Our newly-confirmed case of coronavirus is the husband of an existing patient from Lautoka –– the Zumba classmate of patient number one. This was a case we have expected for some time and, thankfully, this 33-year-old gentleman did not develop any symptoms until after he was safely in isolation and posed no risk to the public. This is the sixth confirmed transmission that can be traced back to our first case.
 
There are now 15 cases of COVID-19 in Fiji. All of our patients remain in stable condition. 
 
You’ll recall the Fijian national who our fever-screening team discovered had travelled from Uruguay and smuggled his way into Lautoka. His travel history, paired with a fever and other symptoms, raised serious red flags, and jeopardised the lifting of restrictions in some areas of Lautoka –– for those reasons we locked down the Kashmir area in Lautoka where he resided. 
 
Despite his irresponsible behavior, which will still be investigated, he was among the 24 tests last night that came back negative –– meaning all of the Lautoka confined area now has the freedom to move into and out of the area, including the Kashmir area. 
 
But the lifting of the lockdown does not mean life is going back to normal; it’s not cause for celebration or an excuse to play loose with the rules. The 8pm to 5am nationwide curfew applies everywhere. The ban on all social gatherings applies everywhere. The requirement to keep a safe distance of two metres applies everywhere. Our Police officers are stepping up surveillance in Lautoka from today to make sure no one takes this as an opportunity to skirt any of our directives. 
 
It was the people of Lautoka who helped make our latest fever-screening effort so effective, and it is those same people who we will depend on to continue to act responsibly and keep the area safe and healthy. So, if you see any rule-breaking, speak up. If you feel symptoms, visit a fever clinic or call 158. 
 
Given this virus struck Fiji in cyclone season, we knew from the start we had to weather-proof our COVID-19 containment efforts to the very real possibility of a severe storm striking Fiji. Thank God we have, as Cyclone Harold –– a category five cyclone currently rivaling the strength of TC Winston –– is currently wreaking havoc on our Pacific brothers and sisters in Vanuatu. Tomorrow, the cyclone will enter Fijian waters, and we can expect strong winds and heavy rains in the Yasawa and Mamanuca groups, Viti Levu, Kadavu, the Lomaiviti Group and the Southern Lau Group. 
 
If any areas under lockdown see serious flooding and need to be evacuated, we have contingency plans in place to prevent any mixing between evacuees and Fijians who are close contacts of existing COVID-positive patients –– so you should have no hesitation in evacuating as normal if flooding poses a risk. All evacuation centres will also be sanitised, and regularly monitored to ensure that they are not filled beyond capacity.
 
Through this storm, I want to again stress that the directives given by our authorities are not voluntary. They are not suggestions. They are orders that must be followed, for your safety and the safety of those around you.
 
Cyclones can kill, and so can coronavirus. So, as we combat these two life-threatening crises, it’s vital that every Fijian do exactly what they are told to do by authorities. Stay away from floodwaters. If you’ve been directed to evacuate, please do so while the sun is out. If you have notbeen told to move, do the right thing and stay put at home.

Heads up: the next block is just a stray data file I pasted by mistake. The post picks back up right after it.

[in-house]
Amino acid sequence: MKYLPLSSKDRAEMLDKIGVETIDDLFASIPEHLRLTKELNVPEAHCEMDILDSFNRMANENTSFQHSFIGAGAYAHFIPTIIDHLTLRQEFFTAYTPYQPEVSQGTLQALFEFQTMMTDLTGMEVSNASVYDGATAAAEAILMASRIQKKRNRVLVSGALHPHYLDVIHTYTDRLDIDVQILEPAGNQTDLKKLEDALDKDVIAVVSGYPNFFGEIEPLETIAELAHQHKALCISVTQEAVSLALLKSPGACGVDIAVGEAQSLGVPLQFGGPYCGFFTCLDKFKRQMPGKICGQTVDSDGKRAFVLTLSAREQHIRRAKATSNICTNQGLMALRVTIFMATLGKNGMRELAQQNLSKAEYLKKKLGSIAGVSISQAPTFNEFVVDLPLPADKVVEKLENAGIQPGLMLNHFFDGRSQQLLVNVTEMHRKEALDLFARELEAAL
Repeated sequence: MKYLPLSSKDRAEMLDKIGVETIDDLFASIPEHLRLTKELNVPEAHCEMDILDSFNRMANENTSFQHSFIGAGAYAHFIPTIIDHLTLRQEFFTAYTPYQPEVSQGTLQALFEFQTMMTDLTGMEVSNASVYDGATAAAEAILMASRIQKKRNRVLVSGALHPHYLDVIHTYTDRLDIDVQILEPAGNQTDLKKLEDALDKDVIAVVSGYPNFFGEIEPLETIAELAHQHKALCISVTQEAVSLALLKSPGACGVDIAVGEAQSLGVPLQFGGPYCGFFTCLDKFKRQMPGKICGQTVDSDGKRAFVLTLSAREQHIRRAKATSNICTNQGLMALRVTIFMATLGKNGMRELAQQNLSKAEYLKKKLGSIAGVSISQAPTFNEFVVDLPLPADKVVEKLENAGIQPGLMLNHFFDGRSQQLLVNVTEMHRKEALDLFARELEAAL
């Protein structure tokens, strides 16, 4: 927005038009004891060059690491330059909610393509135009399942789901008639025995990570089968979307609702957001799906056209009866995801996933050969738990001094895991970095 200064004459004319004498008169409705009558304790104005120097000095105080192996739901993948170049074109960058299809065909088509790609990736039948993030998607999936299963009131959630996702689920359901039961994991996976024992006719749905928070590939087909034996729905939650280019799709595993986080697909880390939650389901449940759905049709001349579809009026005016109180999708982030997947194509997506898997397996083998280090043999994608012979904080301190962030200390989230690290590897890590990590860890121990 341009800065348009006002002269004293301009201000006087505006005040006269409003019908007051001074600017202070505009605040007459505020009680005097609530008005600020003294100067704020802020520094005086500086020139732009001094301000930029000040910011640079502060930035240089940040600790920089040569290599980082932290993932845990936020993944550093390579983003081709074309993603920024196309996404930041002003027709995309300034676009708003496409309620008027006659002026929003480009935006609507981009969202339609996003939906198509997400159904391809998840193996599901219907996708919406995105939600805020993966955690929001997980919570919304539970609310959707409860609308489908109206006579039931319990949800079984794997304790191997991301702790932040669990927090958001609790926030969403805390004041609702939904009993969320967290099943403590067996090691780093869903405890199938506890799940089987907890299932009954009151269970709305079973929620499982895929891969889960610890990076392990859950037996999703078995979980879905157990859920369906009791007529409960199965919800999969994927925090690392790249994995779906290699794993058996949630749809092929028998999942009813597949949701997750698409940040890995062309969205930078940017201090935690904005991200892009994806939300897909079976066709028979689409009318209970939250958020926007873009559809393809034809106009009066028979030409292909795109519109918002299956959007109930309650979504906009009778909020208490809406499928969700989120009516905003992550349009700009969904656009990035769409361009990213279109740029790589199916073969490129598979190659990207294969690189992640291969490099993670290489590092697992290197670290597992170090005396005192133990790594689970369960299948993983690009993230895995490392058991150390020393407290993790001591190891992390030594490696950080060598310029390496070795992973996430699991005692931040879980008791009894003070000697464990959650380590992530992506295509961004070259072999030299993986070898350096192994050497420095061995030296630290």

Over the past few days, as news has emerged of those who have violated the rules meant to keep us safe, I’ve shared the anger and frustration of many Fijians. But I don’t want any of us to lose sight of the remarkable stories of solidarity that have emerged from this crisis. 
 
This past Saturday, our national carrier, Fiji Airways, organised a charter flight on board an A350 which safely carried 300 missionaries from the Church of Jesus Christ of Latter-day Saints from Nadi to Utah in the United States. Before departing for the U.S., Fiji Airways organised regional flights from across the Pacific to bring these missionaries to Nadi ahead of their trans-Pacific flight to Salt Lake City. 
 
On the flight from Kiribati to Nadi, 11 Fijians were able to fly back home to Fiji. To cut the weight of cargo and allow these 11 Fijians to make it aboard, 68 missionaries left their bags and possessions behind in Kiribati. Thanks to their sacrifice, these Fijians are all safely back in Fiji, where they’ll be reunited with their families after a mandatory two-week quarantine. 
 
That, my friends, is a profound demonstration of what it means to put humanity first and what it means to have love and compassion for your fellow human beings. Not only in words, but in action. Because while thisf virus can shut borders, keep us at home and even take lives, it cannot rob us of our humanity. It cannot diminish the love we hold for others, regardless of who they are, where they come from or the faith they follow. 
 
Vinaka to all who helped bring these 11 Fijians home. In the weeks and months to come, serious sacrifices may be demanded from all of us –– as long as we use compassion as our guiding principle, there is no challenge we –– the Fijian people –– cannot overcome. 
 
Vinaka vakalevu, thank you. God Bless Fiji.